Browse over 9,000 car reviews

Sorry, there are no cars that match your search


In fact we don't deserve any decent car. As a nation we deserve nothing more than the Daihatsu Sirion.

That snoresome 1.0-litre device should be reactivated for a nation of inept milksops who have lamely allowed government to treat them like revenue raising milch cows. Nor, on the whole, can Australians – to use the indelible expression of a certain V8 supercar pilot and trainer of advanced road techniques – “drive a greasy stick up a dead dog’s arse”.

Spending several days in Sicily to drive this latest example of Marinello magnificence and a few more around Modena in Italy’s north messing about in Maseratis has served to reinforce two things: such pedigree beasts are completely wasted in our country; and how rubbish we’ve become.

“The police are aware of our presence and there is a speed limit here,” a Fazza official reminded us. “We would say only to drive safely and be conscious of the conditions.”

But while the driving conditions in Sicily are as ordinary as in most Australian states, the locals can and do drive safely on the open road at a rate that would cause the sanctimonious twerps who bill themselves as safety experts in this country to have a fit of vapours. The bureaucrats listened to by government here wouldn’t last a minutes over there.

That’s not to say it’s a free-for-all. Due caution is taken in urban areas and as the occasion demands. It helps that Europeans are taught to drive. They learn all sorts of useful things, such as that blocking the fast lane is actually pretty moronic.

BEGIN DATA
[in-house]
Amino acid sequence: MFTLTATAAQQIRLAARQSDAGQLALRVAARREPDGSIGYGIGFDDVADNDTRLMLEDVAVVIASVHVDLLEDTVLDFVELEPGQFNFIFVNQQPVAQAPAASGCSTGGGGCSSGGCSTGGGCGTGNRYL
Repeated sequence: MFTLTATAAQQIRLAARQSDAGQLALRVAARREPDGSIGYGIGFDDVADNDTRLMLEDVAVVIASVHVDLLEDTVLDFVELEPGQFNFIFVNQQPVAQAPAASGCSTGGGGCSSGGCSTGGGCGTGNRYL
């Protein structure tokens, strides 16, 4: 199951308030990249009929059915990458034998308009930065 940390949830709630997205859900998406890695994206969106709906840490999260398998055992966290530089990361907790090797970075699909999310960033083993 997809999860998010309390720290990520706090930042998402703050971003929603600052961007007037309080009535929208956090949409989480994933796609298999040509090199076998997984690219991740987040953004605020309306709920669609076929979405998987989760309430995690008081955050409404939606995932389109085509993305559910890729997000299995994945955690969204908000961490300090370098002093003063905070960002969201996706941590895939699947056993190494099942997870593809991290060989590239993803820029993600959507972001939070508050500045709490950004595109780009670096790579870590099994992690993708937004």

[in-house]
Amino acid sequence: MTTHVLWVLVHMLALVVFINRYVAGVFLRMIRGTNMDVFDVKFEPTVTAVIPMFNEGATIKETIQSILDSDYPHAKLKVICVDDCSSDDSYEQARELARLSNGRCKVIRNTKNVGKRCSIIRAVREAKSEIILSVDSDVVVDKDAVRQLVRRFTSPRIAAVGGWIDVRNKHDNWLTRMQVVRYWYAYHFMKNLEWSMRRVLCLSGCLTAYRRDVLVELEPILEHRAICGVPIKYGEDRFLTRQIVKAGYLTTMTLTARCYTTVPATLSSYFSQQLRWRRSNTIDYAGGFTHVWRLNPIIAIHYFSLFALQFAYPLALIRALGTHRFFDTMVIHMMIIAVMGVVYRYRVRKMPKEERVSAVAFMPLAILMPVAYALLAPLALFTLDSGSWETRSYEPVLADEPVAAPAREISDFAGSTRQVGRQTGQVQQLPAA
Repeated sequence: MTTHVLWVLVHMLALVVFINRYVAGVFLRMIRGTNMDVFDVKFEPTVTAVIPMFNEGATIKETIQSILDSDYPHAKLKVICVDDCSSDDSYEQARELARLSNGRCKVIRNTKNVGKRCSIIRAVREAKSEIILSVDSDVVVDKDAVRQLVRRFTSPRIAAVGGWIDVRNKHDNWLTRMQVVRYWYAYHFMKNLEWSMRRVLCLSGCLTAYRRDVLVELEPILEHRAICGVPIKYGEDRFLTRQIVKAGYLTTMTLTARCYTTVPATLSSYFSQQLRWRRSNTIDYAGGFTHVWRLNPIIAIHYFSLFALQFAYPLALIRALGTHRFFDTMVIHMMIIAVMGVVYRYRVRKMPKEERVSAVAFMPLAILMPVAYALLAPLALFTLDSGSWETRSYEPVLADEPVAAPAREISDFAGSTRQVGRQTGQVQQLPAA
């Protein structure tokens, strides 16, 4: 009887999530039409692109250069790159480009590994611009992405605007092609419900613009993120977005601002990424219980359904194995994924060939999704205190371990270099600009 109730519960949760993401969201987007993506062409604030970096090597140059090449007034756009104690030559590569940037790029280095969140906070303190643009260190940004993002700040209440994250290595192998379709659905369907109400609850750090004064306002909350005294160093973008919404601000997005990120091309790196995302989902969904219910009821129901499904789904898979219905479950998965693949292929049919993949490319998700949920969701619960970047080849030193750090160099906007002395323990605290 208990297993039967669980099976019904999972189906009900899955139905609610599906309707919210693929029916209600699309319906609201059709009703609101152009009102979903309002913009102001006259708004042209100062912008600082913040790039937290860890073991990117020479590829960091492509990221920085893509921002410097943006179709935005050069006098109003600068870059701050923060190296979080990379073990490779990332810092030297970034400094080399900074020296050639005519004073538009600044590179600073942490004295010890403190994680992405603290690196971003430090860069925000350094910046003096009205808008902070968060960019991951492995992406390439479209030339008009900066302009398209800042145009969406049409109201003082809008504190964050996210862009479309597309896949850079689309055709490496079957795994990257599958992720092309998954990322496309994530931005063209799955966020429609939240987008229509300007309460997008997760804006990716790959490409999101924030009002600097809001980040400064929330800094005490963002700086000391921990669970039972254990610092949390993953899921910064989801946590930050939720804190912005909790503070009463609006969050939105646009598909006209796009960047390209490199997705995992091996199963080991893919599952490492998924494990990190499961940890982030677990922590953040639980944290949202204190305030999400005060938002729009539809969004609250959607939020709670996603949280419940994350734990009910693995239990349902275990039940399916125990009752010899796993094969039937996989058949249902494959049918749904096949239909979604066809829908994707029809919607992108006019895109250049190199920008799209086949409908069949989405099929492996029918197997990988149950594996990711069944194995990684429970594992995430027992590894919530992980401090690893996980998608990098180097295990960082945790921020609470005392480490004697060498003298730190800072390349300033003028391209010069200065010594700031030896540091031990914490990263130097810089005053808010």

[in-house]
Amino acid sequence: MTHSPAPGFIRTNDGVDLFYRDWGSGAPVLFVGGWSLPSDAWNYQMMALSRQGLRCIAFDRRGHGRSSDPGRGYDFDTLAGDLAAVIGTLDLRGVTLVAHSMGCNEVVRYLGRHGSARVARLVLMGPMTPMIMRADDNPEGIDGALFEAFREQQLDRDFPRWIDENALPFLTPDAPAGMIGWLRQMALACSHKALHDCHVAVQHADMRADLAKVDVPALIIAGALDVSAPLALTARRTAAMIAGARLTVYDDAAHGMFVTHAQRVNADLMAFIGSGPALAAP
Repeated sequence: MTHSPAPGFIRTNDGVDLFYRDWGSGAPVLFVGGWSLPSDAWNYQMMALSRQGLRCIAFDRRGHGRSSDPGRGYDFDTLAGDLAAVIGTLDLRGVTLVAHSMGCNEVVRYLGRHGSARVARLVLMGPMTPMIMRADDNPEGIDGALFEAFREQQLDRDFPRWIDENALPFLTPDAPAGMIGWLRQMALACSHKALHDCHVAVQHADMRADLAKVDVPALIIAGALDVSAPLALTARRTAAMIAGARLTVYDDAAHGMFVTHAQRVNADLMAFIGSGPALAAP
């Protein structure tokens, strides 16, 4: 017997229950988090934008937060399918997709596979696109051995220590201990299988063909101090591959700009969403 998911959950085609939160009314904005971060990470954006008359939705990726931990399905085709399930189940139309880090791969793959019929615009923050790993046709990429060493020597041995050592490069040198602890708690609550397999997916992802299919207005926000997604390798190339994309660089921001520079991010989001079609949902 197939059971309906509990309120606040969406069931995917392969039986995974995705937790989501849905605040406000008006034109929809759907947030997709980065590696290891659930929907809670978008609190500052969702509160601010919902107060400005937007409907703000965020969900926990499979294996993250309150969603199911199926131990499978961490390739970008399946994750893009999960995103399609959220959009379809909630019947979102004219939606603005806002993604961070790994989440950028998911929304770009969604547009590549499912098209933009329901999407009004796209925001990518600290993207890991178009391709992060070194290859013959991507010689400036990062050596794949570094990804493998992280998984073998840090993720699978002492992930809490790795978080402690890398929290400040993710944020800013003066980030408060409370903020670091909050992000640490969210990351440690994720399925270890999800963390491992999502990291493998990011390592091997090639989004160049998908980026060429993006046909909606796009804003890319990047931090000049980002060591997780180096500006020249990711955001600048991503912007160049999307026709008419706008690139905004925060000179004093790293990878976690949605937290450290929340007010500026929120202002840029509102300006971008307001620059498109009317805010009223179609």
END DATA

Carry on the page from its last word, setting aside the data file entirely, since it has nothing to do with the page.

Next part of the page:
Having had to do more to get a license than fill out a form, pay a fee and demonstrate the ability to reverse park enhances life on the road more than anyone who has had the misfortune of knowing only Australian driving could understand.

Another refreshing contrast, especially in Italy, is that the sight of something a bit special on the road occasions not middle digits raised and barked abuse, but unfettered joy. There’s a mutual respect among road users.

By dismal contrast we’ve accepted a state of affairs in which we can drive legally at a rate that’s slower than in Dad’s day, despite cars that, while faster, are incomparably safer.

We meekly accept without a word of protest fixed speed cameras despite overwhelming evidence that these do absolutely nothing to contain the road toll and the sure knowledge that they raise hundreds of millions of dollars. And then we obediently vote the very same crowd back in.  

Perhaps worse than being such authority worshipping jellyfish, few of us take responsibility for ourselves and those who drive with us by seeking the expert tuition that driving any sort of vehicle by definition requires. We don’t hafta so we’re not gunna.

Actually, even the Sirion is too good for us.